In exchange for their work on these initiatives, families receive 250 birr a month—about $15.30—which they can put toward food or invest in other essentials, such as rebuilding homes lost to conflict or expanding herds that have shrunk as a consequence of a lack of veterinary care and recurring drought. Along with the cash-for-work, the CDI-Oxfam emergency response in West Arsi includes the training of 50 animal health workers for the area and the treatment of 125,000 heads of livestock belonging to 31,000 families.

As serious as conflict is, the degradation of the environment may pose a challenge of even greater severity for Siraro and solving the problems it triggers could take many years—as many, perhaps, as it took for them to mount.

From cow path to gulch

Ganute Kampiso stands in a sliver of shade cast by the wall of a building near the gulch in Shello Ilancho. Shade has become harder to find in the 90 years he has lived here. The trees that once crowded the landscape are nearly all gone—save for a few beauties with broad canopies and fat trunks that punctuate the distance.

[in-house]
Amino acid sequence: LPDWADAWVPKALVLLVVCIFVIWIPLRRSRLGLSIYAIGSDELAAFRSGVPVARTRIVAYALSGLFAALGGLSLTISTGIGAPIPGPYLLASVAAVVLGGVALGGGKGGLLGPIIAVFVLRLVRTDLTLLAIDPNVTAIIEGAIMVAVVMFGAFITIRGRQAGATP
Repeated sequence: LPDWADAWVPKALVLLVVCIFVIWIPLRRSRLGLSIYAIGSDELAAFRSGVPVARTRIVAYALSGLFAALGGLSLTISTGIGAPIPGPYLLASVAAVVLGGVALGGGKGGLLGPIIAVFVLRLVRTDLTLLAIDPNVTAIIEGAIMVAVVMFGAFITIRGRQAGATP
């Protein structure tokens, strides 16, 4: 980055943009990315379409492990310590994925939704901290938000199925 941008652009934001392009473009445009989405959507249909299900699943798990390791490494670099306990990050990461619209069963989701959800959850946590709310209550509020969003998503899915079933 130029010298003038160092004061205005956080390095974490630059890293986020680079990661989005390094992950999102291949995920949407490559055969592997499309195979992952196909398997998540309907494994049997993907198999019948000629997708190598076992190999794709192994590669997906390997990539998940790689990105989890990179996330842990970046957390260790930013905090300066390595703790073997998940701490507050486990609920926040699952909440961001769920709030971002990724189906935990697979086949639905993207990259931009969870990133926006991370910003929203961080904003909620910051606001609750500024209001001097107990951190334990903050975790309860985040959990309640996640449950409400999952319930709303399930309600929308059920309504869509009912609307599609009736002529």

When he was a boy, Kampiso says, forests and grazing land stretched across this region, providing a hospitable environment for the many elephants that lived here also. No one had to worry about tumbling into gulches: There were none then.

But as a young man, he began to notice changes. The population started to grow. People were cutting trees to clear land for small farms. They needed the wood for houses and fences. Sometimes, during extended dry periods, they would hack whole branches from the trees to feed the leaves to their livestock. And along the path the cattle took to a nearby river, water started to rush when it rained, widening the route.

That route is now the gulch that carves up Shello Ilancho, many times wider and deeper than the cow path of decades ago. Along with the erosion, says Kampiso, has come another worrying change: the rainy season doesn’t arrive when expected, and it’s shorter than it used to be.

“The natural endowment of the past was better than it is now,” Kampiso says. “As you see, there is no forest, the fertility of the soil is decreased—we are in a problem.”